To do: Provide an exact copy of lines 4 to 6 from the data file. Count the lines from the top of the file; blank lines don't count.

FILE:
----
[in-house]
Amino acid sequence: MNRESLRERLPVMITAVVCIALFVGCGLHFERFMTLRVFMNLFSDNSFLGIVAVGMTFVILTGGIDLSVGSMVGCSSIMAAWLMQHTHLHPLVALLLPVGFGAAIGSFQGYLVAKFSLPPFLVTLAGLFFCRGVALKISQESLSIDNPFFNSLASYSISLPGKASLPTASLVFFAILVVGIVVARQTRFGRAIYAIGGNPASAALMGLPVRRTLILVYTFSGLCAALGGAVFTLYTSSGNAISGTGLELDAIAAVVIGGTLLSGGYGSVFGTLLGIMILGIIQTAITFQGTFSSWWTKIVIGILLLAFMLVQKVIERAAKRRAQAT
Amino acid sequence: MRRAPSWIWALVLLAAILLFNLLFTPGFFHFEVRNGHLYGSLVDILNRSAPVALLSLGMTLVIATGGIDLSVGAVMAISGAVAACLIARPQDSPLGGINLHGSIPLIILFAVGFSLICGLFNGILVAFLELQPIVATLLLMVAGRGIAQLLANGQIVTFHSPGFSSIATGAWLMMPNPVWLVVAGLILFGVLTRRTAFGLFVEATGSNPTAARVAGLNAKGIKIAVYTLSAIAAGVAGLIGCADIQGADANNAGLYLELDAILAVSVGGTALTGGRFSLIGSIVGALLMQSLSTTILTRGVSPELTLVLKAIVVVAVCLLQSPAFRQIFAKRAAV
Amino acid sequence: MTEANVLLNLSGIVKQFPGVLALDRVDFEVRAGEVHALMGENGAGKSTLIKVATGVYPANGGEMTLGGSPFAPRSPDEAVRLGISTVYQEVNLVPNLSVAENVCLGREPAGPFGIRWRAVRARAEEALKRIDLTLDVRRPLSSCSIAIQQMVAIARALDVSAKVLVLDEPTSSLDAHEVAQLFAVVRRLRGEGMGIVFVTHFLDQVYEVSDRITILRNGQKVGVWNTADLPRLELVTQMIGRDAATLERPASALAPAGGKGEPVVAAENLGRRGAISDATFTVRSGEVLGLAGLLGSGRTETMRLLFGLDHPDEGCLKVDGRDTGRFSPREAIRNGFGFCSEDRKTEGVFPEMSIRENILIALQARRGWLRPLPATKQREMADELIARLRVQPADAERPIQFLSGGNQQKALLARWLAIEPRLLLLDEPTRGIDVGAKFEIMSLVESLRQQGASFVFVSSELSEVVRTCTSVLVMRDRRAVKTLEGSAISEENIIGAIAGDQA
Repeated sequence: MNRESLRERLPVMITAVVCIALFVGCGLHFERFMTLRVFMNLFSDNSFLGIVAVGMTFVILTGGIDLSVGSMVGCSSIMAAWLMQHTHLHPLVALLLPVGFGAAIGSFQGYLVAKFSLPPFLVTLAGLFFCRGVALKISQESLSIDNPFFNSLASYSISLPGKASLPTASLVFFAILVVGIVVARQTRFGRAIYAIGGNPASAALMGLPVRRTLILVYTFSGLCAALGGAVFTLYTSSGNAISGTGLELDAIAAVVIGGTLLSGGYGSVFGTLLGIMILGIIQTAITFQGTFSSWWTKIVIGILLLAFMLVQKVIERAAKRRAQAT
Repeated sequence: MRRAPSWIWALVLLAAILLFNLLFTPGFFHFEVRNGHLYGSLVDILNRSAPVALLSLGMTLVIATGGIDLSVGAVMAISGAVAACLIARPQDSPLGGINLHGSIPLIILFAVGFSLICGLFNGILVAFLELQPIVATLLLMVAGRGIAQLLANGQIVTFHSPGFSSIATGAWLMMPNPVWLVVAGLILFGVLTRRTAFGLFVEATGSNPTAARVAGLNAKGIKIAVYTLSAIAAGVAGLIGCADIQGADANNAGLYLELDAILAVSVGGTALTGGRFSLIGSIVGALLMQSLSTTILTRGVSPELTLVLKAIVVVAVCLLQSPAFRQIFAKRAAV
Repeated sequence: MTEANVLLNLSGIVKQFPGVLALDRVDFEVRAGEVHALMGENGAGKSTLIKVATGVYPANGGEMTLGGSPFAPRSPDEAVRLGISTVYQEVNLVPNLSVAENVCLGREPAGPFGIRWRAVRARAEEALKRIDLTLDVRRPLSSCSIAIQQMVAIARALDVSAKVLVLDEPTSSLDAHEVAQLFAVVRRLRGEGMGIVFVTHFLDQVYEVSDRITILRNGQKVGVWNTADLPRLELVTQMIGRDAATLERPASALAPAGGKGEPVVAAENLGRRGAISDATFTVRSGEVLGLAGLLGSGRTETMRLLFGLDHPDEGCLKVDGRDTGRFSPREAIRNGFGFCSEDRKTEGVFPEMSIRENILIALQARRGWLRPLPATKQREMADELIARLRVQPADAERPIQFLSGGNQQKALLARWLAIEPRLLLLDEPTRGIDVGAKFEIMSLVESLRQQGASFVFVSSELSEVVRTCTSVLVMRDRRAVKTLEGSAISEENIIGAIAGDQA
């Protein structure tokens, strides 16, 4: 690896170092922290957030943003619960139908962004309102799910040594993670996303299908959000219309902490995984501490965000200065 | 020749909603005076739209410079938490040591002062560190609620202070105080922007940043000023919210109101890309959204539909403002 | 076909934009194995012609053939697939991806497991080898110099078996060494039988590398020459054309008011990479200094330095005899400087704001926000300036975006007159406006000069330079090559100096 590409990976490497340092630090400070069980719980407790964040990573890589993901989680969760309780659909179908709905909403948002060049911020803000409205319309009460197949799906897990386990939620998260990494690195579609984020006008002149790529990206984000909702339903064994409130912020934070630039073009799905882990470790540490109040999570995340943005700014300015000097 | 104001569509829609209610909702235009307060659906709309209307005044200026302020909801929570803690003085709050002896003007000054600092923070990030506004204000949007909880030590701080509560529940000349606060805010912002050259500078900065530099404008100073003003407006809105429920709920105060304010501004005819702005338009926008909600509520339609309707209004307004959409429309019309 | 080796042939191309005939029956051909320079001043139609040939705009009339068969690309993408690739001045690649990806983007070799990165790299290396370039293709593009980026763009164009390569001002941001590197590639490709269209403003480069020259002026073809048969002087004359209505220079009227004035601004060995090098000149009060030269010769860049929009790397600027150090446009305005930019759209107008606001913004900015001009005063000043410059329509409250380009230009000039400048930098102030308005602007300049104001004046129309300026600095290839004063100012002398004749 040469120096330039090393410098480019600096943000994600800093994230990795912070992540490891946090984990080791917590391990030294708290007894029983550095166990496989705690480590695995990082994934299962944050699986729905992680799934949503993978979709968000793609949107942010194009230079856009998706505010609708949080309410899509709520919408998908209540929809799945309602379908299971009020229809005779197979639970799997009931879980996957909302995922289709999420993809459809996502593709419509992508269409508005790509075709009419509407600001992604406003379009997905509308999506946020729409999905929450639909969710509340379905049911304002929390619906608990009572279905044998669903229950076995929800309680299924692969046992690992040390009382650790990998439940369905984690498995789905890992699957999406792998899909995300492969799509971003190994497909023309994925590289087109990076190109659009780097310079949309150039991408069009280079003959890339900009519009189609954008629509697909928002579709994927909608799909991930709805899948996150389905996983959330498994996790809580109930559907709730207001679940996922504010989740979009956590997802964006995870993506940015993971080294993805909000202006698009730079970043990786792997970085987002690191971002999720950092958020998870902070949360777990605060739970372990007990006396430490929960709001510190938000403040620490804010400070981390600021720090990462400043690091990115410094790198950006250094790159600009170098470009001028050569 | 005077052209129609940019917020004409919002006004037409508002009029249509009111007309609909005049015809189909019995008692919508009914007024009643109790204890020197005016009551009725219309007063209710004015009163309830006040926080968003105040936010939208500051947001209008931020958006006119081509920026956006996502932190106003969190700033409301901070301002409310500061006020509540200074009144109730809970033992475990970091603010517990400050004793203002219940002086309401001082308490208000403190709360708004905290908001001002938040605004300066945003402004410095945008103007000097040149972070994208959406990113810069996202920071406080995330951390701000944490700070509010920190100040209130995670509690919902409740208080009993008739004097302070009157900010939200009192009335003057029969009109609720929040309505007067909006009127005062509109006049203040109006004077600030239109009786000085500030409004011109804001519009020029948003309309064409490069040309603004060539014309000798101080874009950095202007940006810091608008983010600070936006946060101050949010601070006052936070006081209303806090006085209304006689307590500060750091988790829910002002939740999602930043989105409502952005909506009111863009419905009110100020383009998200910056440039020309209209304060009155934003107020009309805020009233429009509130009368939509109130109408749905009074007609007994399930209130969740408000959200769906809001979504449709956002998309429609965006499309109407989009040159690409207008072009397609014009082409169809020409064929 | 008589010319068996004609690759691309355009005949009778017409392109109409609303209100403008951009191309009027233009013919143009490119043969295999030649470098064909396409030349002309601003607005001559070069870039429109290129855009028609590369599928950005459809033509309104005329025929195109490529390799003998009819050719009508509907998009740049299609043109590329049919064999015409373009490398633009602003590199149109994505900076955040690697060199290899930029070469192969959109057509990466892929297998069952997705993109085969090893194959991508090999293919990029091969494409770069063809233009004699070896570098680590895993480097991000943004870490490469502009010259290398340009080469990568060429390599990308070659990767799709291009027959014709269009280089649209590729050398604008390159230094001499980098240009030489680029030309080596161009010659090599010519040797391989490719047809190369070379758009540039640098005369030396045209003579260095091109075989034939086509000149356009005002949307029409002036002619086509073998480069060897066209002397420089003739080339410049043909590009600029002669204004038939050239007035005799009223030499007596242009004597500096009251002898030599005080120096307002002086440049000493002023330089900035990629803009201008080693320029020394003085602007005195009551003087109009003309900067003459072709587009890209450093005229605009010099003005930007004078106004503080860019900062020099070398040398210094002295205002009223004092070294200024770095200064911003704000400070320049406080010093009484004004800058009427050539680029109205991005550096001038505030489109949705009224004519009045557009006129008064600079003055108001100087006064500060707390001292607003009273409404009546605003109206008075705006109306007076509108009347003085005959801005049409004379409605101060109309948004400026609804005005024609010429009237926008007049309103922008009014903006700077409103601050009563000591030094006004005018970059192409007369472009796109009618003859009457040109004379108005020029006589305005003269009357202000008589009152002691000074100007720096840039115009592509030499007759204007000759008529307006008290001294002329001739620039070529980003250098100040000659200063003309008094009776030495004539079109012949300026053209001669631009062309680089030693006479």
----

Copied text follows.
Amino acid sequence: MTEANVLLNLSGIVKQFPGVLALDRVDFEVRAGEVHALMGENGAGKSTLIKVATGVYPANGGEMTLGGSPFAPRSPDEAVRLGISTVYQEVNLVPNLSVAENVCLGREPAGPFGIRWRAVRARAEEALKRIDLTLDVRRPLSSCSIAIQQMVAIARALDVSAKVLVLDEPTSSLDAHEVAQLFAVVRRLRGEGMGIVFVTHFLDQVYEVSDRITILRNGQKVGVWNTADLPRLELVTQMIGRDAATLERPASALAPAGGKGEPVVAAENLGRRGAISDATFTVRSGEVLGLAGLLGSGRTETMRLLFGLDHPDEGCLKVDGRDTGRFSPREAIRNGFGFCSEDRKTEGVFPEMSIRENILIALQARRGWLRPLPATKQREMADELIARLRVQPADAERPIQFLSGGNQQKALLARWLAIEPRLLLLDEPTRGIDVGAKFEIMSLVESLRQQGASFVFVSSELSEVVRTCTSVLVMRDRRAVKTLEGSAISEENIIGAIAGDQA
Repeated sequence: MNRESLRERLPVMITAVVCIALFVGCGLHFERFMTLRVFMNLFSDNSFLGIVAVGMTFVILTGGIDLSVGSMVGCSSIMAAWLMQHTHLHPLVALLLPVGFGAAIGSFQGYLVAKFSLPPFLVTLAGLFFCRGVALKISQESLSIDNPFFNSLASYSISLPGKASLPTASLVFFAILVVGIVVARQTRFGRAIYAIGGNPASAALMGLPVRRTLILVYTFSGLCAALGGAVFTLYTSSGNAISGTGLELDAIAAVVIGGTLLSGGYGSVFGTLLGIMILGIIQTAITFQGTFSSWWTKIVIGILLLAFMLVQKVIERAAKRRAQAT
Repeated sequence: MRRAPSWIWALVLLAAILLFNLLFTPGFFHFEVRNGHLYGSLVDILNRSAPVALLSLGMTLVIATGGIDLSVGAVMAISGAVAACLIARPQDSPLGGINLHGSIPLIILFAVGFSLICGLFNGILVAFLELQPIVATLLLMVAGRGIAQLLANGQIVTFHSPGFSSIATGAWLMMPNPVWLVVAGLILFGVLTRRTAFGLFVEATGSNPTAARVAGLNAKGIKIAVYTLSAIAAGVAGLIGCADIQGADANNAGLYLELDAILAVSVGGTALTGGRFSLIGSIVGALLMQSLSTTILTRGVSPELTLVLKAIVVVAVCLLQSPAFRQIFAKRAAV